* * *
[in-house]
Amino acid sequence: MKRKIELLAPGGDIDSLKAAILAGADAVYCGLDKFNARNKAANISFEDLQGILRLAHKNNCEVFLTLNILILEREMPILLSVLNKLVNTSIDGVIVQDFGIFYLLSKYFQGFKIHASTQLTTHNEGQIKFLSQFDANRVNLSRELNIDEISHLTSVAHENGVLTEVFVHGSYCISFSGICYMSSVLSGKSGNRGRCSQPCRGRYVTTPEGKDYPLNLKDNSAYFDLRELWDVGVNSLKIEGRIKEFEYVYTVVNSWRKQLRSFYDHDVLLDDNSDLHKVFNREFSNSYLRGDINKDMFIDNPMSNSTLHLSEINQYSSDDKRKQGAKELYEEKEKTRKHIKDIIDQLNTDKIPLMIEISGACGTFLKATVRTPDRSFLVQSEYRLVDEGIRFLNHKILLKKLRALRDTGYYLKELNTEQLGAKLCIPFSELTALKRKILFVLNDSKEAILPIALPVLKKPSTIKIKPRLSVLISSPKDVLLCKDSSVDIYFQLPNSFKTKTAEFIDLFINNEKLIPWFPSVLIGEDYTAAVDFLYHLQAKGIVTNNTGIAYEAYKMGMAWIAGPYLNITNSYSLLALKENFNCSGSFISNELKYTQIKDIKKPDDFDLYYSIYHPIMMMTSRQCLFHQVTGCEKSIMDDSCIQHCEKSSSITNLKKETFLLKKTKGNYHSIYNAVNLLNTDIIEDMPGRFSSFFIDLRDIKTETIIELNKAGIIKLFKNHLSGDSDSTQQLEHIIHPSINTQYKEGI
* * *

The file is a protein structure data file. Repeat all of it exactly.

[in-house]
Amino acid sequence: MKRKIELLAPGGDIDSLKAAILAGADAVYCGLDKFNARNKAANISFEDLQGILRLAHKNNCEVFLTLNILILEREMPILLSVLNKLVNTSIDGVIVQDFGIFYLLSKYFQGFKIHASTQLTTHNEGQIKFLSQFDANRVNLSRELNIDEISHLTSVAHENGVLTEVFVHGSYCISFSGICYMSSVLSGKSGNRGRCSQPCRGRYVTTPEGKDYPLNLKDNSAYFDLRELWDVGVNSLKIEGRIKEFEYVYTVVNSWRKQLRSFYDHDVLLDDNSDLHKVFNREFSNSYLRGDINKDMFIDNPMSNSTLHLSEINQYSSDDKRKQGAKELYEEKEKTRKHIKDIIDQLNTDKIPLMIEISGACGTFLKATVRTPDRSFLVQSEYRLVDEGIRFLNHKILLKKLRALRDTGYYLKELNTEQLGAKLCIPFSELTALKRKILFVLNDSKEAILPIALPVLKKPSTIKIKPRLSVLISSPKDVLLCKDSSVDIYFQLPNSFKTKTAEFIDLFINNEKLIPWFPSVLIGEDYTAAVDFLYHLQAKGIVTNNTGIAYEAYKMGMAWIAGPYLNITNSYSLLALKENFNCSGSFISNELKYTQIKDIKKPDDFDLYYSIYHPIMMMTSRQCLFHQVTGCEKSIMDDSCIQHCEKSSSITNLKKETFLLKKTKGNYHSIYNAVNLLNTDIIEDMPGRFSSFFIDLRDIKTETIIELNKAGIIKLFKNHLSGDSDSTQQLEHIIHPSINTQYKEGI